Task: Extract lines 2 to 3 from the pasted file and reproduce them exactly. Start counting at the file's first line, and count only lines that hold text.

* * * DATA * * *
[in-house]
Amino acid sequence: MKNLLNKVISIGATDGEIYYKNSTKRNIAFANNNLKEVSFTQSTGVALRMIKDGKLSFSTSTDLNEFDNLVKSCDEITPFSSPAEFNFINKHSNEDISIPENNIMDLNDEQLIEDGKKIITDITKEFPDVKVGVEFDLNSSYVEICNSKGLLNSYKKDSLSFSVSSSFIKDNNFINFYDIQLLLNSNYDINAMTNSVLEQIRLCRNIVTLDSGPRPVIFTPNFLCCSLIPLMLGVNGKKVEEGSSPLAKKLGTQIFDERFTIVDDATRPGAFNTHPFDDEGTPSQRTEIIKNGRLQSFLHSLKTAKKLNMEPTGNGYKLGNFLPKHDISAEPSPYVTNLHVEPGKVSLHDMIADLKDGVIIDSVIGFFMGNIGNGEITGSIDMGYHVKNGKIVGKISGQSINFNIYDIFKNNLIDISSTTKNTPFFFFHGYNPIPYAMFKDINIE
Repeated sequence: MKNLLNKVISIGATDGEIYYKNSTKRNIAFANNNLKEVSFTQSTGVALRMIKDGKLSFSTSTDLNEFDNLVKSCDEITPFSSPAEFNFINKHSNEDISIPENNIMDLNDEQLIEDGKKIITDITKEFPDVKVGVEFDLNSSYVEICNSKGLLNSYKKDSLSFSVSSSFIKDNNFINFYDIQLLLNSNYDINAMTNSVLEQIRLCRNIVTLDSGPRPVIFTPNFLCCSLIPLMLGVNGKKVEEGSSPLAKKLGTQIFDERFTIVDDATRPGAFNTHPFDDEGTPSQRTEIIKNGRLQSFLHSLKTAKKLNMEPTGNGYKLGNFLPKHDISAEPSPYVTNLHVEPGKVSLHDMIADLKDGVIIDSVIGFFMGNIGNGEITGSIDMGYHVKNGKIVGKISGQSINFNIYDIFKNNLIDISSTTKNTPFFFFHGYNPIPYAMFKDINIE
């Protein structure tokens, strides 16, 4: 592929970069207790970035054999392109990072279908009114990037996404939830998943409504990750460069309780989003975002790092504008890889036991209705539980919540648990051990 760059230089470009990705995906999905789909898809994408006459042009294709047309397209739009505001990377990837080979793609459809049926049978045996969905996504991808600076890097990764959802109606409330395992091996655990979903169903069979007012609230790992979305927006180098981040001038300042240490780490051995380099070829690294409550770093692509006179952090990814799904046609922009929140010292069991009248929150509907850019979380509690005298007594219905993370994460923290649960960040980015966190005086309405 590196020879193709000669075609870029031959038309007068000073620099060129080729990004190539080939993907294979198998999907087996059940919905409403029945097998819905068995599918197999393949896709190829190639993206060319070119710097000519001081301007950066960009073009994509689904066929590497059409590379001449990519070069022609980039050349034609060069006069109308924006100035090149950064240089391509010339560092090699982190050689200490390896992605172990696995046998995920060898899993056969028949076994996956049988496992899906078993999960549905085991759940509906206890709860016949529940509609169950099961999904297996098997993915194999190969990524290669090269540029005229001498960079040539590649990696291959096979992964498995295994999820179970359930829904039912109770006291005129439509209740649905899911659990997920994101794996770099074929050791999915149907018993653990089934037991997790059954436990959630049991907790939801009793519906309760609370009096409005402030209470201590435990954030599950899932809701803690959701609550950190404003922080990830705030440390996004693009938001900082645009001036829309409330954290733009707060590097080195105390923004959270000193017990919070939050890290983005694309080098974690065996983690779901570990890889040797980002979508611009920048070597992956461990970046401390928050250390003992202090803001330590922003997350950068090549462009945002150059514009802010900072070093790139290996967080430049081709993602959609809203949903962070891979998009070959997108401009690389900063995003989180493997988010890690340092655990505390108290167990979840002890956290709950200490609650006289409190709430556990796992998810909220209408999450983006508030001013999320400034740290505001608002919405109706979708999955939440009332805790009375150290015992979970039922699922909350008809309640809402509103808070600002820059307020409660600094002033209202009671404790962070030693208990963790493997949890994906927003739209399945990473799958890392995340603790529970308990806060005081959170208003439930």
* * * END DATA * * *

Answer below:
Amino acid sequence: MKNLLNKVISIGATDGEIYYKNSTKRNIAFANNNLKEVSFTQSTGVALRMIKDGKLSFSTSTDLNEFDNLVKSCDEITPFSSPAEFNFINKHSNEDISIPENNIMDLNDEQLIEDGKKIITDITKEFPDVKVGVEFDLNSSYVEICNSKGLLNSYKKDSLSFSVSSSFIKDNNFINFYDIQLLLNSNYDINAMTNSVLEQIRLCRNIVTLDSGPRPVIFTPNFLCCSLIPLMLGVNGKKVEEGSSPLAKKLGTQIFDERFTIVDDATRPGAFNTHPFDDEGTPSQRTEIIKNGRLQSFLHSLKTAKKLNMEPTGNGYKLGNFLPKHDISAEPSPYVTNLHVEPGKVSLHDMIADLKDGVIIDSVIGFFMGNIGNGEITGSIDMGYHVKNGKIVGKISGQSINFNIYDIFKNNLIDISSTTKNTPFFFFHGYNPIPYAMFKDINIE
Repeated sequence: MKNLLNKVISIGATDGEIYYKNSTKRNIAFANNNLKEVSFTQSTGVALRMIKDGKLSFSTSTDLNEFDNLVKSCDEITPFSSPAEFNFINKHSNEDISIPENNIMDLNDEQLIEDGKKIITDITKEFPDVKVGVEFDLNSSYVEICNSKGLLNSYKKDSLSFSVSSSFIKDNNFINFYDIQLLLNSNYDINAMTNSVLEQIRLCRNIVTLDSGPRPVIFTPNFLCCSLIPLMLGVNGKKVEEGSSPLAKKLGTQIFDERFTIVDDATRPGAFNTHPFDDEGTPSQRTEIIKNGRLQSFLHSLKTAKKLNMEPTGNGYKLGNFLPKHDISAEPSPYVTNLHVEPGKVSLHDMIADLKDGVIIDSVIGFFMGNIGNGEITGSIDMGYHVKNGKIVGKISGQSINFNIYDIFKNNLIDISSTTKNTPFFFFHGYNPIPYAMFKDINIE